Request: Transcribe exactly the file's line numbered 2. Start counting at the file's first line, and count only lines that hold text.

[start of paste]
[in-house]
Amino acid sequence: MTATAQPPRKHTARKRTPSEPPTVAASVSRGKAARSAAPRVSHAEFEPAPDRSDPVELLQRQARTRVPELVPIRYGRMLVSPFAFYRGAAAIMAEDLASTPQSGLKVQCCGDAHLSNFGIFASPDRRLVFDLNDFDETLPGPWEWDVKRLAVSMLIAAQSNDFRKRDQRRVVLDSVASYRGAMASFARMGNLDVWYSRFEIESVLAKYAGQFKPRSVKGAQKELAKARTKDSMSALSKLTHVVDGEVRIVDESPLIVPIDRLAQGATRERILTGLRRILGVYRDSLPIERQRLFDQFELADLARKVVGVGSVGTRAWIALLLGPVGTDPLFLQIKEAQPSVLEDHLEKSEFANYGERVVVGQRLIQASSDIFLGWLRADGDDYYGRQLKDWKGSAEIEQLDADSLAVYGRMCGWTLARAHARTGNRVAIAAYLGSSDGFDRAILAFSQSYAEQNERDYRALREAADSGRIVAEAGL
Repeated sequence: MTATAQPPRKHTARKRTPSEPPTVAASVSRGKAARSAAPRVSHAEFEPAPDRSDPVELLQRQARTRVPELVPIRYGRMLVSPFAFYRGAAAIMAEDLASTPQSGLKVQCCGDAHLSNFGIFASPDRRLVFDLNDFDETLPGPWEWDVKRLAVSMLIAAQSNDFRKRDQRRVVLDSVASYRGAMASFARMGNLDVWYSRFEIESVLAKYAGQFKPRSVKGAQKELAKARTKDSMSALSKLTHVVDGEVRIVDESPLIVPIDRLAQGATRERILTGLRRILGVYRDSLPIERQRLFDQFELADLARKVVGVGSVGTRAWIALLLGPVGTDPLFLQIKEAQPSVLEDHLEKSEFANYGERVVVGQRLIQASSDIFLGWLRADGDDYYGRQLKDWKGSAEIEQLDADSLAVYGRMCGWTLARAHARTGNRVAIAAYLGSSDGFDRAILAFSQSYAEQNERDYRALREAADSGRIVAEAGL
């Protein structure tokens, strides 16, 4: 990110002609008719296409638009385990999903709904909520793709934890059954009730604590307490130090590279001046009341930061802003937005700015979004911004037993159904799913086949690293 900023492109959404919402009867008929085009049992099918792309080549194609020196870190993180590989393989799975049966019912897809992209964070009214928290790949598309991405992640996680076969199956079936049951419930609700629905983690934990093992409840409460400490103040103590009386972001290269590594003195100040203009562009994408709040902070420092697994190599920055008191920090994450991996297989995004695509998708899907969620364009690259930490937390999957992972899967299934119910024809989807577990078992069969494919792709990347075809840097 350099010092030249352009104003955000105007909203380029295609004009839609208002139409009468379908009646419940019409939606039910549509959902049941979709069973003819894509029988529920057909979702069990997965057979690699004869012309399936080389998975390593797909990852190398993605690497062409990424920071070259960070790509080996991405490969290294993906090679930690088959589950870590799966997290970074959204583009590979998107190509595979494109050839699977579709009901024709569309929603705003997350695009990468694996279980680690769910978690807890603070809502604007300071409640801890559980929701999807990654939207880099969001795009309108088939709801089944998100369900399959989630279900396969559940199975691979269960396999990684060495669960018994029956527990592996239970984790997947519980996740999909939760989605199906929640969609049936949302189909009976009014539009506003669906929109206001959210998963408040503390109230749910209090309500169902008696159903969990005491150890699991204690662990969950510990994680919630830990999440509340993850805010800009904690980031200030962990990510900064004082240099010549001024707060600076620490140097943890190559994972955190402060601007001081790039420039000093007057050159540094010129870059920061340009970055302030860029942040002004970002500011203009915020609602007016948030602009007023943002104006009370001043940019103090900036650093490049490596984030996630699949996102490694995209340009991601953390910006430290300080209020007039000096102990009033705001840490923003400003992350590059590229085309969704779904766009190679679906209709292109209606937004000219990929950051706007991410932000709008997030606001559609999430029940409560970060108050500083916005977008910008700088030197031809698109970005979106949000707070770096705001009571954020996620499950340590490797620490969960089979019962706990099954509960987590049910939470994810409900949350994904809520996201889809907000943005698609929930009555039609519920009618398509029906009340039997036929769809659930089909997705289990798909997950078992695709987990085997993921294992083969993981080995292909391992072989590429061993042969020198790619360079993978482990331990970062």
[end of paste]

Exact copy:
Amino acid sequence: MTATAQPPRKHTARKRTPSEPPTVAASVSRGKAARSAAPRVSHAEFEPAPDRSDPVELLQRQARTRVPELVPIRYGRMLVSPFAFYRGAAAIMAEDLASTPQSGLKVQCCGDAHLSNFGIFASPDRRLVFDLNDFDETLPGPWEWDVKRLAVSMLIAAQSNDFRKRDQRRVVLDSVASYRGAMASFARMGNLDVWYSRFEIESVLAKYAGQFKPRSVKGAQKELAKARTKDSMSALSKLTHVVDGEVRIVDESPLIVPIDRLAQGATRERILTGLRRILGVYRDSLPIERQRLFDQFELADLARKVVGVGSVGTRAWIALLLGPVGTDPLFLQIKEAQPSVLEDHLEKSEFANYGERVVVGQRLIQASSDIFLGWLRADGDDYYGRQLKDWKGSAEIEQLDADSLAVYGRMCGWTLARAHARTGNRVAIAAYLGSSDGFDRAILAFSQSYAEQNERDYRALREAADSGRIVAEAGL